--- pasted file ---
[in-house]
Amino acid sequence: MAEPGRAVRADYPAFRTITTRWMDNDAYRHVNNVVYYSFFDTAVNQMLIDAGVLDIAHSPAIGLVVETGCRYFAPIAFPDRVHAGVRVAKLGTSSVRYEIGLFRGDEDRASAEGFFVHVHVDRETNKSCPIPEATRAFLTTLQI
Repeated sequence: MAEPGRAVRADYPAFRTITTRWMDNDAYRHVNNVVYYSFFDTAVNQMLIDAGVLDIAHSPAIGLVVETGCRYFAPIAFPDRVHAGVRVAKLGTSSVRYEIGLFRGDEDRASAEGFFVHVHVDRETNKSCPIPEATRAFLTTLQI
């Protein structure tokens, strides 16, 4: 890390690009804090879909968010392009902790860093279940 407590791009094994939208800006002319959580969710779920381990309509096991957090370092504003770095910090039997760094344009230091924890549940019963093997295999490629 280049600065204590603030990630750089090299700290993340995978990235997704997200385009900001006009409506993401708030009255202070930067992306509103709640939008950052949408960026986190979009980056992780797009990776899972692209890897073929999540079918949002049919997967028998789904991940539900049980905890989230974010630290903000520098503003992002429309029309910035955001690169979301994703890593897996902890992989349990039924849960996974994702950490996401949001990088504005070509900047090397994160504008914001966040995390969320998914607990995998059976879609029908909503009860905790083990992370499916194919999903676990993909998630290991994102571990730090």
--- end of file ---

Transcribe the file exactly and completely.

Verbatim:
[in-house]
Amino acid sequence: MAEPGRAVRADYPAFRTITTRWMDNDAYRHVNNVVYYSFFDTAVNQMLIDAGVLDIAHSPAIGLVVETGCRYFAPIAFPDRVHAGVRVAKLGTSSVRYEIGLFRGDEDRASAEGFFVHVHVDRETNKSCPIPEATRAFLTTLQI
Repeated sequence: MAEPGRAVRADYPAFRTITTRWMDNDAYRHVNNVVYYSFFDTAVNQMLIDAGVLDIAHSPAIGLVVETGCRYFAPIAFPDRVHAGVRVAKLGTSSVRYEIGLFRGDEDRASAEGFFVHVHVDRETNKSCPIPEATRAFLTTLQI
């Protein structure tokens, strides 16, 4: 890390690009804090879909968010392009902790860093279940 407590791009094994939208800006002319959580969710779920381990309509096991957090370092504003770095910090039997760094344009230091924890549940019963093997295999490629 280049600065204590603030990630750089090299700290993340995978990235997704997200385009900001006009409506993401708030009255202070930067992306509103709640939008950052949408960026986190979009980056992780797009990776899972692209890897073929999540079918949002049919997967028998789904991940539900049980905890989230974010630290903000520098503003992002429309029309910035955001690169979301994703890593897996902890992989349990039924849960996974994702950490996401949001990088504005070509900047090397994160504008914001966040995390969320998914607990995998059976879609029908909503009860905790083990992370499916194919999903676990993909998630290991994102571990730090």